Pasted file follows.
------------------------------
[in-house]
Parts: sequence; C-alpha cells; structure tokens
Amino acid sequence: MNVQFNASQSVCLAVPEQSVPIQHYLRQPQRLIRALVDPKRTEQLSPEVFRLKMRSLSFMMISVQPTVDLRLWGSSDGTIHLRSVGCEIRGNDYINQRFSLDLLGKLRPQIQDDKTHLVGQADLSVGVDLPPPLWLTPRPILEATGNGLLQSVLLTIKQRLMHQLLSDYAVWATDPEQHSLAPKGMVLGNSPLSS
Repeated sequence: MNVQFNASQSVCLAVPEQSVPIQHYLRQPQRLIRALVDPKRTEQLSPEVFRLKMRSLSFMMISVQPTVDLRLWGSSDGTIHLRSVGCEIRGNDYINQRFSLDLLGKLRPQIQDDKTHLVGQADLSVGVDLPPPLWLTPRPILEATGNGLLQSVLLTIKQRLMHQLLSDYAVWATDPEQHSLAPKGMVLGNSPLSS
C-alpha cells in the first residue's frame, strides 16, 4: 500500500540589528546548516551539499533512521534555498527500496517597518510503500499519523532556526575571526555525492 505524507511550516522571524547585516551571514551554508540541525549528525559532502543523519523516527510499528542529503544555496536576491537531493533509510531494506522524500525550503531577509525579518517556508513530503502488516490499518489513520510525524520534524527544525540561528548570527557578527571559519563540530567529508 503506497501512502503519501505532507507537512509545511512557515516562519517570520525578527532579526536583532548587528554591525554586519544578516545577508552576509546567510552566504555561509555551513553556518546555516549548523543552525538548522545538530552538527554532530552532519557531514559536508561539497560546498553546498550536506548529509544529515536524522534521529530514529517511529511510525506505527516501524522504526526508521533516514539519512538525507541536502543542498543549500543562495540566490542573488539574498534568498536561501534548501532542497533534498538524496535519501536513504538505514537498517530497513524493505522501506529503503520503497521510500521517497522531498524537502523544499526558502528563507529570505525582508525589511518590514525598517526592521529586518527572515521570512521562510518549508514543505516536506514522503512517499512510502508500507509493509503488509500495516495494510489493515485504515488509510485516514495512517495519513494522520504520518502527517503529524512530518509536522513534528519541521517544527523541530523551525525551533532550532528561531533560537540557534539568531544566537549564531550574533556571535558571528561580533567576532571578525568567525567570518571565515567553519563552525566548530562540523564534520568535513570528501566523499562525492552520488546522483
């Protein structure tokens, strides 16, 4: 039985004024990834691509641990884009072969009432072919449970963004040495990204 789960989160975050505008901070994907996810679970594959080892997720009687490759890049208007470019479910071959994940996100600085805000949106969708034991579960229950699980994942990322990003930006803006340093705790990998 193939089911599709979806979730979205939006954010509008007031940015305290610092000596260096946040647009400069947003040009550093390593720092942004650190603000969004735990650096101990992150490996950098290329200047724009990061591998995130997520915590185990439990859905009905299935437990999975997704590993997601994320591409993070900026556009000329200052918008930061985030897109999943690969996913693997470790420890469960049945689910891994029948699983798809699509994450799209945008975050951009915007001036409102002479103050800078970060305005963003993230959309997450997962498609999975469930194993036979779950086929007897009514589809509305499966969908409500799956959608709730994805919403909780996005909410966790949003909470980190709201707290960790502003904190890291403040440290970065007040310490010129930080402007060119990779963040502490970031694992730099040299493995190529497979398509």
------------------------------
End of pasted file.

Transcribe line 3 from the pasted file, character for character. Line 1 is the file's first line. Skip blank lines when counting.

Amino acid sequence: MNVQFNASQSVCLAVPEQSVPIQHYLRQPQRLIRALVDPKRTEQLSPEVFRLKMRSLSFMMISVQPTVDLRLWGSSDGTIHLRSVGCEIRGNDYINQRFSLDLLGKLRPQIQDDKTHLVGQADLSVGVDLPPPLWLTPRPILEATGNGLLQSVLLTIKQRLMHQLLSDYAVWATDPEQHSLAPKGMVLGNSPLSS